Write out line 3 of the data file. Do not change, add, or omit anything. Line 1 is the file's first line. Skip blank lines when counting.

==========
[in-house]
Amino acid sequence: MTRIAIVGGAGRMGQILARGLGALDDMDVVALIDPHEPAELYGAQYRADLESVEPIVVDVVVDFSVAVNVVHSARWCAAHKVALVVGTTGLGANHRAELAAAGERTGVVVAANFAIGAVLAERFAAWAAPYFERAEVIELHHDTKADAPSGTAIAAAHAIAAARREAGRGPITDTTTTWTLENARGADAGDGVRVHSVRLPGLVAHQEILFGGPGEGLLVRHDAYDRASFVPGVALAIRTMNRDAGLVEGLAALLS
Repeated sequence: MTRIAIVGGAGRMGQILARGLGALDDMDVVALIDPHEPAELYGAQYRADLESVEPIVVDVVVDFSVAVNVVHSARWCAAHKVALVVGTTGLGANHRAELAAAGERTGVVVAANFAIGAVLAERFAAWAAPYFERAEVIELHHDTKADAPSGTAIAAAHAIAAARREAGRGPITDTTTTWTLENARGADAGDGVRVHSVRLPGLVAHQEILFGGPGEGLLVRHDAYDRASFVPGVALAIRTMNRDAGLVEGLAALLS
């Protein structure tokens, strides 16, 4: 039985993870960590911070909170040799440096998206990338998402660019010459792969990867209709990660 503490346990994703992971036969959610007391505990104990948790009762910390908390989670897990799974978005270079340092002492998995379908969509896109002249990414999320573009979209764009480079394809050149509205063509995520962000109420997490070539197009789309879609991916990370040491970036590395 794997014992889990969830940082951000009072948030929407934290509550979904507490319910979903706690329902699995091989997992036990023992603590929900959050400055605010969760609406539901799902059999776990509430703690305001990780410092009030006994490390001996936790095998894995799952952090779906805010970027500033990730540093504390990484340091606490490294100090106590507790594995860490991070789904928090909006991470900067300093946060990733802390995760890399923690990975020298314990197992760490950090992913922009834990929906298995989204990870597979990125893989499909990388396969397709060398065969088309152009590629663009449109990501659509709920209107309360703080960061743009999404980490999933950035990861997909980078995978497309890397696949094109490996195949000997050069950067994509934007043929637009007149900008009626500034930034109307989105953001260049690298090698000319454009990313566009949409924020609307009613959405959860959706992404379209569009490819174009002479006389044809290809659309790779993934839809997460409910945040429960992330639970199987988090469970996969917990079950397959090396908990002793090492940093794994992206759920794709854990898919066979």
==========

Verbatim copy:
Repeated sequence: MTRIAIVGGAGRMGQILARGLGALDDMDVVALIDPHEPAELYGAQYRADLESVEPIVVDVVVDFSVAVNVVHSARWCAAHKVALVVGTTGLGANHRAELAAAGERTGVVVAANFAIGAVLAERFAAWAAPYFERAEVIELHHDTKADAPSGTAIAAAHAIAAARREAGRGPITDTTTTWTLENARGADAGDGVRVHSVRLPGLVAHQEILFGGPGEGLLVRHDAYDRASFVPGVALAIRTMNRDAGLVEGLAALLS